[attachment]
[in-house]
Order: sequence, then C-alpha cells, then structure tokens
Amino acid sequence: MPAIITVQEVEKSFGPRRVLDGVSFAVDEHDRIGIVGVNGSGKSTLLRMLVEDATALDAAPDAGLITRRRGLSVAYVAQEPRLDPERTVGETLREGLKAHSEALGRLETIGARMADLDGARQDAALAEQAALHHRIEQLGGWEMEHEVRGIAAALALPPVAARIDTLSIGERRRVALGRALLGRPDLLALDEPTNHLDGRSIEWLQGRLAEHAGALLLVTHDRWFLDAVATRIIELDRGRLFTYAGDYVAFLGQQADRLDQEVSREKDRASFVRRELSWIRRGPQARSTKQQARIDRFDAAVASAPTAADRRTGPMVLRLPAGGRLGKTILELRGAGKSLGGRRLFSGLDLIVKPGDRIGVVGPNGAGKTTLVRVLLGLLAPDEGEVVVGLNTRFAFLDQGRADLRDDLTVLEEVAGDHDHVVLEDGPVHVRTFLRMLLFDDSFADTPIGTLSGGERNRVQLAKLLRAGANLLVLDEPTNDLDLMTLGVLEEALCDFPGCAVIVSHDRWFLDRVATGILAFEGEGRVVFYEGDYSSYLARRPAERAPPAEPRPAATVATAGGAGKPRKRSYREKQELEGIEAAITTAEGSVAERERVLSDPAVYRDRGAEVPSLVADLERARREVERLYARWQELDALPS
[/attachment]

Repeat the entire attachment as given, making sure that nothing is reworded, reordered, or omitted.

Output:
[in-house]
Order: sequence, then C-alpha cells, then structure tokens
Amino acid sequence: MPAIITVQEVEKSFGPRRVLDGVSFAVDEHDRIGIVGVNGSGKSTLLRMLVEDATALDAAPDAGLITRRRGLSVAYVAQEPRLDPERTVGETLREGLKAHSEALGRLETIGARMADLDGARQDAALAEQAALHHRIEQLGGWEMEHEVRGIAAALALPPVAARIDTLSIGERRRVALGRALLGRPDLLALDEPTNHLDGRSIEWLQGRLAEHAGALLLVTHDRWFLDAVATRIIELDRGRLFTYAGDYVAFLGQQADRLDQEVSREKDRASFVRRELSWIRRGPQARSTKQQARIDRFDAAVASAPTAADRRTGPMVLRLPAGGRLGKTILELRGAGKSLGGRRLFSGLDLIVKPGDRIGVVGPNGAGKTTLVRVLLGLLAPDEGEVVVGLNTRFAFLDQGRADLRDDLTVLEEVAGDHDHVVLEDGPVHVRTFLRMLLFDDSFADTPIGTLSGGERNRVQLAKLLRAGANLLVLDEPTNDLDLMTLGVLEEALCDFPGCAVIVSHDRWFLDRVATGILAFEGEGRVVFYEGDYSSYLARRPAERAPPAEPRPAATVATAGGAGKPRKRSYREKQELEGIEAAITTAEGSVAERERVLSDPAVYRDRGAEVPSLVADLERARREVERLYARWQELDALPS